Routinely, the thermodilution (TD) method was employed to estimate cardiac output (Q̇C). In contrast to the gold-standard Fick method, where systemic oxygen uptake (V̇O2) was directly measured, Q̇C was calculated from V̇O2, and the arterio-venous oxygen difference (“direct” Fick), this approach’s accuracy was not adequately demonstrated. The study compared the TD and Fick methods in consecutive patients who underwent pulmonary artery catheterization for various clinical problems. It was a subanalysis of a prior study that compared the indirect versus Fick method in 253 individuals who underwent pulmonary artery catheterization for clinical indications at a single center between 1999 and 2005. Researchers included patients whose Q̇C was estimated using the Fick approach with measured V̇O2 from breathed gas analysis in timed Douglas bag collections and the TD method. The cardiac index was categorized as poor when less than or equal to 2.2 L/min/m2 and normal when more than 2.2 L/min/m2. The cohort’s median (25th, 75th percentile) age was 59 (50,67), and 50% of the cohort was female. Ventriculography revealed that 43.5% had a normal left ventricular function, while 25.7% had ischemic heart disease. (p=0.04) The overall median Fick and TD Q̇C were 4.4 (3.5, 5.5) and 4.3 (3.7, 5.2) L/min, respectively. The median absolute percent error between Fick and TD Q̇C was 17.5% (7.7%, 28.4)%, with an average error of 0.88 L/min (95% CI 0.82 to 0.95). The median absolute percent error was comparable for the low (n=118) and normal (n=135) Q̇CI groups (P=0.88; 16.9% vs 18.9%, respectively). In this comparison, the mean error was 0.3 (95% CI 0.27 to 0.33) and 0.49 (95% CI 0.45 to 0.55) L/min/m2. Over 30% of patients exhibited a percent error of more than 25% between Fick and TD Q̇C. Overall, Fick and TD Q̇C were moderately correlated (Rs=0.64, P<0.001), with TD Q̇C introducing a nondirectional error [mean bias of 0.21 (−2.2, 2.7) L/min]. The poor agreement between TD and the gold-standard Fick technique demonstrated the limitations of using TD to make clinical choices.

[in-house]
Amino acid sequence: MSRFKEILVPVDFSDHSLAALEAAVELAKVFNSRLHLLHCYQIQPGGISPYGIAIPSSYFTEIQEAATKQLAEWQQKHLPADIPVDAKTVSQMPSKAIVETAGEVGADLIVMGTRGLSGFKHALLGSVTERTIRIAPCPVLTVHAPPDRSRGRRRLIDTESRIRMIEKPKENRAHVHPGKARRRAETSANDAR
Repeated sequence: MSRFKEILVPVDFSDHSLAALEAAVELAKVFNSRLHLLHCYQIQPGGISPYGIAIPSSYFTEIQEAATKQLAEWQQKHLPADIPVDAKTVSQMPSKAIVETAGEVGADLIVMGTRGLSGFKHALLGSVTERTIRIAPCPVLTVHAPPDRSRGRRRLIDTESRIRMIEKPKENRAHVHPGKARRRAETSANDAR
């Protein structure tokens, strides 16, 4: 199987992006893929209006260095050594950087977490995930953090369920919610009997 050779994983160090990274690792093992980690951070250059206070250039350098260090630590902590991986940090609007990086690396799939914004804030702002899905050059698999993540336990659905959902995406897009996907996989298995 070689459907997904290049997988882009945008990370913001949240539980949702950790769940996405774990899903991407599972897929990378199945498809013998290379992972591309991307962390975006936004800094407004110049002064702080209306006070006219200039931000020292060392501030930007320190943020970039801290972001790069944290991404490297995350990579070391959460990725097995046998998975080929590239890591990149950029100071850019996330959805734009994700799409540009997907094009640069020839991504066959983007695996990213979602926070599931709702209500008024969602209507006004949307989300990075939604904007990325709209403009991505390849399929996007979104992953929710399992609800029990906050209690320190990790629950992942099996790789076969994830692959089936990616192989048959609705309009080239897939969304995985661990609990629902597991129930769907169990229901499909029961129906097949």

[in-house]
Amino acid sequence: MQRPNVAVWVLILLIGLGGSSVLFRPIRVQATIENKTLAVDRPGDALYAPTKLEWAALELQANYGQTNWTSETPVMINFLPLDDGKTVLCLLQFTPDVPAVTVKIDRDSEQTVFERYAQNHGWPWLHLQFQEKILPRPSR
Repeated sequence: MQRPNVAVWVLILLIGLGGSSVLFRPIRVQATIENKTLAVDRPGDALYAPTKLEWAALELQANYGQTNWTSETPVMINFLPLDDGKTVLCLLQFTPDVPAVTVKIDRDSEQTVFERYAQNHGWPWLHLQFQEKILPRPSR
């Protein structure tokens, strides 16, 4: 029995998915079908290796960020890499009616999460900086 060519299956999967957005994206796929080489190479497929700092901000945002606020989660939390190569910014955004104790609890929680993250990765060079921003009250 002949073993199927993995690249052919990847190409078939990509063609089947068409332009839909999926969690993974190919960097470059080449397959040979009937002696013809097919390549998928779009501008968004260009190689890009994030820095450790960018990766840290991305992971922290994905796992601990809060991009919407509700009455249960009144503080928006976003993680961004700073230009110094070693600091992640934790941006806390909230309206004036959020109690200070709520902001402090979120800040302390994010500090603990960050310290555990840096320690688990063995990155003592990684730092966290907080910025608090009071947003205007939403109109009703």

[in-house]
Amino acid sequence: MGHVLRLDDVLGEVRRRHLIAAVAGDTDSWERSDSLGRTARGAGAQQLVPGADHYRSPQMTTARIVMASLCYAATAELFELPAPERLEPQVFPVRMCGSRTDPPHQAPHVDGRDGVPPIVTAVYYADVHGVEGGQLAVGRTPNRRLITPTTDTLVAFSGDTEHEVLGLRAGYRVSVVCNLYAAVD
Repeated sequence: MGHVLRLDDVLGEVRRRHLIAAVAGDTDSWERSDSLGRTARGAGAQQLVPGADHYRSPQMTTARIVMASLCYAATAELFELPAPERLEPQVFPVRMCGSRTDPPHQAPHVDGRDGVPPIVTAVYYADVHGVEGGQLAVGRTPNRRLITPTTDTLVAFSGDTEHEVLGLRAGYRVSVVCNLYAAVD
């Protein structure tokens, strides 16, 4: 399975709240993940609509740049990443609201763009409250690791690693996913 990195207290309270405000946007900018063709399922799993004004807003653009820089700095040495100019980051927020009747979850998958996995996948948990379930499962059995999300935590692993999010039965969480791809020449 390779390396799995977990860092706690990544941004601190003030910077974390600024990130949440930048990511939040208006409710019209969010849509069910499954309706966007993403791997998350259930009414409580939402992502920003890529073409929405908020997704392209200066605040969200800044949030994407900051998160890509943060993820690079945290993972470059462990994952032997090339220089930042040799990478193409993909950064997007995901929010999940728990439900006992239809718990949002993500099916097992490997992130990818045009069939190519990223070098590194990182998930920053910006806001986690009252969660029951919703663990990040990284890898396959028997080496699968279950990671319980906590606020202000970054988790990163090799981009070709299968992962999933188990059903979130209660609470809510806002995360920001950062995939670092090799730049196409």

- Business of Medicine
- Doctor’s Voice